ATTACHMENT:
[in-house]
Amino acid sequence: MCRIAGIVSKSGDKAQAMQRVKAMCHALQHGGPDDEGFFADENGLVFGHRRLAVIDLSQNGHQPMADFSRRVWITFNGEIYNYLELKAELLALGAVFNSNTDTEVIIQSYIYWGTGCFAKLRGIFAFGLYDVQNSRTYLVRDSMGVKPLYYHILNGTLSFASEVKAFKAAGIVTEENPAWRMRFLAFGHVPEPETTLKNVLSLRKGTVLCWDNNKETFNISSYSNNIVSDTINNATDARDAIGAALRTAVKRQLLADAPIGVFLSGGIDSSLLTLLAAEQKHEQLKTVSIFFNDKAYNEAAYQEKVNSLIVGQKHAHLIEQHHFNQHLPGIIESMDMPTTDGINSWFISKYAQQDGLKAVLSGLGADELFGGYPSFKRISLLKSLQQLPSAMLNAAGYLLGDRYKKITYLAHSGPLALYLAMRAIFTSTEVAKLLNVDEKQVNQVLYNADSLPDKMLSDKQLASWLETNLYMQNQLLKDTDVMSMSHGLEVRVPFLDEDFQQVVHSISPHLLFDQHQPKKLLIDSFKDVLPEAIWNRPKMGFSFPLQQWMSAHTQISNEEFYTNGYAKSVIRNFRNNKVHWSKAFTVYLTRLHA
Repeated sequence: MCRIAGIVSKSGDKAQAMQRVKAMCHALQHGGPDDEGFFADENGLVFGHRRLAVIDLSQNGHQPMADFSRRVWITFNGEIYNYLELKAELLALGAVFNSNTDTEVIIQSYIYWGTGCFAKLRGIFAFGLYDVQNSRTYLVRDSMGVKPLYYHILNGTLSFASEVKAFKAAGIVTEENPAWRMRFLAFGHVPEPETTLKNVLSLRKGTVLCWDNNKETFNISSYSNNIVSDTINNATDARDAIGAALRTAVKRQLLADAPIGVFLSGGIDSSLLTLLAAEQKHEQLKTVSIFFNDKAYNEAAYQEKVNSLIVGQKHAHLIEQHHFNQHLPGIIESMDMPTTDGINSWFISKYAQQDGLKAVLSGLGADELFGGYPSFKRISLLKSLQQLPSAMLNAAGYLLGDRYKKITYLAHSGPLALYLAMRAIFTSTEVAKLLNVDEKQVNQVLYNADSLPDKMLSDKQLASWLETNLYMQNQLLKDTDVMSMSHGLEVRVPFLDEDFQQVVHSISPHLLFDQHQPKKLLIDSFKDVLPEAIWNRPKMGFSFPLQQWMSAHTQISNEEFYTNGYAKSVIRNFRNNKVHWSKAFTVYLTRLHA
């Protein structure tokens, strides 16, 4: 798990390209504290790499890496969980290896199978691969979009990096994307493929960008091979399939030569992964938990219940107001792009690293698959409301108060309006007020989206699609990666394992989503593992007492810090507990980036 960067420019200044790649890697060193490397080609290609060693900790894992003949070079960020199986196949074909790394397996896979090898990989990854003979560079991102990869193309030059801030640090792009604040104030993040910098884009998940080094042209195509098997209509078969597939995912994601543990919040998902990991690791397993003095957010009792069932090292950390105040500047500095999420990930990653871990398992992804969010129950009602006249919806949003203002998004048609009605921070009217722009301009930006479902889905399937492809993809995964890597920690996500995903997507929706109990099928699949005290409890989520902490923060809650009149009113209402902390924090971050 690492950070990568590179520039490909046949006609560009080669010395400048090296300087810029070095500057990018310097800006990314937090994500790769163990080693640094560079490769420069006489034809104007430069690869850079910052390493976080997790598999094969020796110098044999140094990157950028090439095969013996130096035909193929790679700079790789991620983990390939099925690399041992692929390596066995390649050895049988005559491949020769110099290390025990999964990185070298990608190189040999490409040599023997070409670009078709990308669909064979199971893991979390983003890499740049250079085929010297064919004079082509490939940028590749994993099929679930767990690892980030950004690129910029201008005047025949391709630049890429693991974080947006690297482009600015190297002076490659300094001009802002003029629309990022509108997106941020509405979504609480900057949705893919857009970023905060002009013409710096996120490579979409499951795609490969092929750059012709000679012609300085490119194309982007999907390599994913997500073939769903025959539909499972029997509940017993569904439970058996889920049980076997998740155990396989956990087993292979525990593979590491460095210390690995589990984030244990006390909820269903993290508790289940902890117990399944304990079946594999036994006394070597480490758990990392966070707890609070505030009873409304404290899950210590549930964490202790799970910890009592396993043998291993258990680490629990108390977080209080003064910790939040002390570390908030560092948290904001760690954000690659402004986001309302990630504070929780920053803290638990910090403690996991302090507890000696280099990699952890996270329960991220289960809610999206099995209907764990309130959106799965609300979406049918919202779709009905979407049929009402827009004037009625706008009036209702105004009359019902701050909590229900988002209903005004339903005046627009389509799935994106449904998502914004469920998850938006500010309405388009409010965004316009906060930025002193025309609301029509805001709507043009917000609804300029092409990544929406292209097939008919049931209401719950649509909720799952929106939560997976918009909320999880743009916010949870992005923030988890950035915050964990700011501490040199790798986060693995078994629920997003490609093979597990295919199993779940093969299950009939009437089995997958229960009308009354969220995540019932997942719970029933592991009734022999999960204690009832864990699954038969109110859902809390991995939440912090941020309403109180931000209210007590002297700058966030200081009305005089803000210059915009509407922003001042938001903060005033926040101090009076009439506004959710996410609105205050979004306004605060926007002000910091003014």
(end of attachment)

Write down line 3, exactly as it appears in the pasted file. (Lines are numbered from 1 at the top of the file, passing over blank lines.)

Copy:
Repeated sequence: MCRIAGIVSKSGDKAQAMQRVKAMCHALQHGGPDDEGFFADENGLVFGHRRLAVIDLSQNGHQPMADFSRRVWITFNGEIYNYLELKAELLALGAVFNSNTDTEVIIQSYIYWGTGCFAKLRGIFAFGLYDVQNSRTYLVRDSMGVKPLYYHILNGTLSFASEVKAFKAAGIVTEENPAWRMRFLAFGHVPEPETTLKNVLSLRKGTVLCWDNNKETFNISSYSNNIVSDTINNATDARDAIGAALRTAVKRQLLADAPIGVFLSGGIDSSLLTLLAAEQKHEQLKTVSIFFNDKAYNEAAYQEKVNSLIVGQKHAHLIEQHHFNQHLPGIIESMDMPTTDGINSWFISKYAQQDGLKAVLSGLGADELFGGYPSFKRISLLKSLQQLPSAMLNAAGYLLGDRYKKITYLAHSGPLALYLAMRAIFTSTEVAKLLNVDEKQVNQVLYNADSLPDKMLSDKQLASWLETNLYMQNQLLKDTDVMSMSHGLEVRVPFLDEDFQQVVHSISPHLLFDQHQPKKLLIDSFKDVLPEAIWNRPKMGFSFPLQQWMSAHTQISNEEFYTNGYAKSVIRNFRNNKVHWSKAFTVYLTRLHA